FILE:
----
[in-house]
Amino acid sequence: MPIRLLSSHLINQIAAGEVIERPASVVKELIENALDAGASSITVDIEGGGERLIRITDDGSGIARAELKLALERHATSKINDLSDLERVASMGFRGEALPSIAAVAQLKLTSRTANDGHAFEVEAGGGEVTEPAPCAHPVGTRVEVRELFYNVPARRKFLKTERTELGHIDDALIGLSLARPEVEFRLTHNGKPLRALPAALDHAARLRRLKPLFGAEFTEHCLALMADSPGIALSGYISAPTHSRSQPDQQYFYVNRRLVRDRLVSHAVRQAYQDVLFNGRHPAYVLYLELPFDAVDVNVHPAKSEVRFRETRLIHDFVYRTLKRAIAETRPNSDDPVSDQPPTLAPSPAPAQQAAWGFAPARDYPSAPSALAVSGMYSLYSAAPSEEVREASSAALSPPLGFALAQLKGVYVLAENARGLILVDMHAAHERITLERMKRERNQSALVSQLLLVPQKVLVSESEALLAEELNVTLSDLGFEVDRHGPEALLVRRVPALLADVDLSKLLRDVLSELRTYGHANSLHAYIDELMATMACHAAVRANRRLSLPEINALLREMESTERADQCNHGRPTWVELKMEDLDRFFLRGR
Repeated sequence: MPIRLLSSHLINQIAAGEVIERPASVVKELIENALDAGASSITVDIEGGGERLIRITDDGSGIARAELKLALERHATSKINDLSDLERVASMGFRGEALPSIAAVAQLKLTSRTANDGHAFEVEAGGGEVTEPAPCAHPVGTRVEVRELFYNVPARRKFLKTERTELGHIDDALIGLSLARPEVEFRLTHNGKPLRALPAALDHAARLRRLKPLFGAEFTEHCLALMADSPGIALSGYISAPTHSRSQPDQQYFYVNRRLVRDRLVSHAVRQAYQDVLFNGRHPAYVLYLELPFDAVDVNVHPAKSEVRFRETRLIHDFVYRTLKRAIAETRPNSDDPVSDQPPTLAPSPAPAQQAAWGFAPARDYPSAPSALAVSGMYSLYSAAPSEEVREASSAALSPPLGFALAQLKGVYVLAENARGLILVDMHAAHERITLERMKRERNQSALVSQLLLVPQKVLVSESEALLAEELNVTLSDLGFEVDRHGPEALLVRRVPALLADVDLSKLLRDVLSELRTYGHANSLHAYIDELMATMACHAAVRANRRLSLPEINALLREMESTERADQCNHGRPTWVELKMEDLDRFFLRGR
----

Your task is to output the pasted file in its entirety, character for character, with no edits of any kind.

[in-house]
Amino acid sequence: MPIRLLSSHLINQIAAGEVIERPASVVKELIENALDAGASSITVDIEGGGERLIRITDDGSGIARAELKLALERHATSKINDLSDLERVASMGFRGEALPSIAAVAQLKLTSRTANDGHAFEVEAGGGEVTEPAPCAHPVGTRVEVRELFYNVPARRKFLKTERTELGHIDDALIGLSLARPEVEFRLTHNGKPLRALPAALDHAARLRRLKPLFGAEFTEHCLALMADSPGIALSGYISAPTHSRSQPDQQYFYVNRRLVRDRLVSHAVRQAYQDVLFNGRHPAYVLYLELPFDAVDVNVHPAKSEVRFRETRLIHDFVYRTLKRAIAETRPNSDDPVSDQPPTLAPSPAPAQQAAWGFAPARDYPSAPSALAVSGMYSLYSAAPSEEVREASSAALSPPLGFALAQLKGVYVLAENARGLILVDMHAAHERITLERMKRERNQSALVSQLLLVPQKVLVSESEALLAEELNVTLSDLGFEVDRHGPEALLVRRVPALLADVDLSKLLRDVLSELRTYGHANSLHAYIDELMATMACHAAVRANRRLSLPEINALLREMESTERADQCNHGRPTWVELKMEDLDRFFLRGR
Repeated sequence: MPIRLLSSHLINQIAAGEVIERPASVVKELIENALDAGASSITVDIEGGGERLIRITDDGSGIARAELKLALERHATSKINDLSDLERVASMGFRGEALPSIAAVAQLKLTSRTANDGHAFEVEAGGGEVTEPAPCAHPVGTRVEVRELFYNVPARRKFLKTERTELGHIDDALIGLSLARPEVEFRLTHNGKPLRALPAALDHAARLRRLKPLFGAEFTEHCLALMADSPGIALSGYISAPTHSRSQPDQQYFYVNRRLVRDRLVSHAVRQAYQDVLFNGRHPAYVLYLELPFDAVDVNVHPAKSEVRFRETRLIHDFVYRTLKRAIAETRPNSDDPVSDQPPTLAPSPAPAQQAAWGFAPARDYPSAPSALAVSGMYSLYSAAPSEEVREASSAALSPPLGFALAQLKGVYVLAENARGLILVDMHAAHERITLERMKRERNQSALVSQLLLVPQKVLVSESEALLAEELNVTLSDLGFEVDRHGPEALLVRRVPALLADVDLSKLLRDVLSELRTYGHANSLHAYIDELMATMACHAAVRANRRLSLPEINALLREMESTERADQCNHGRPTWVELKMEDLDRFFLRGR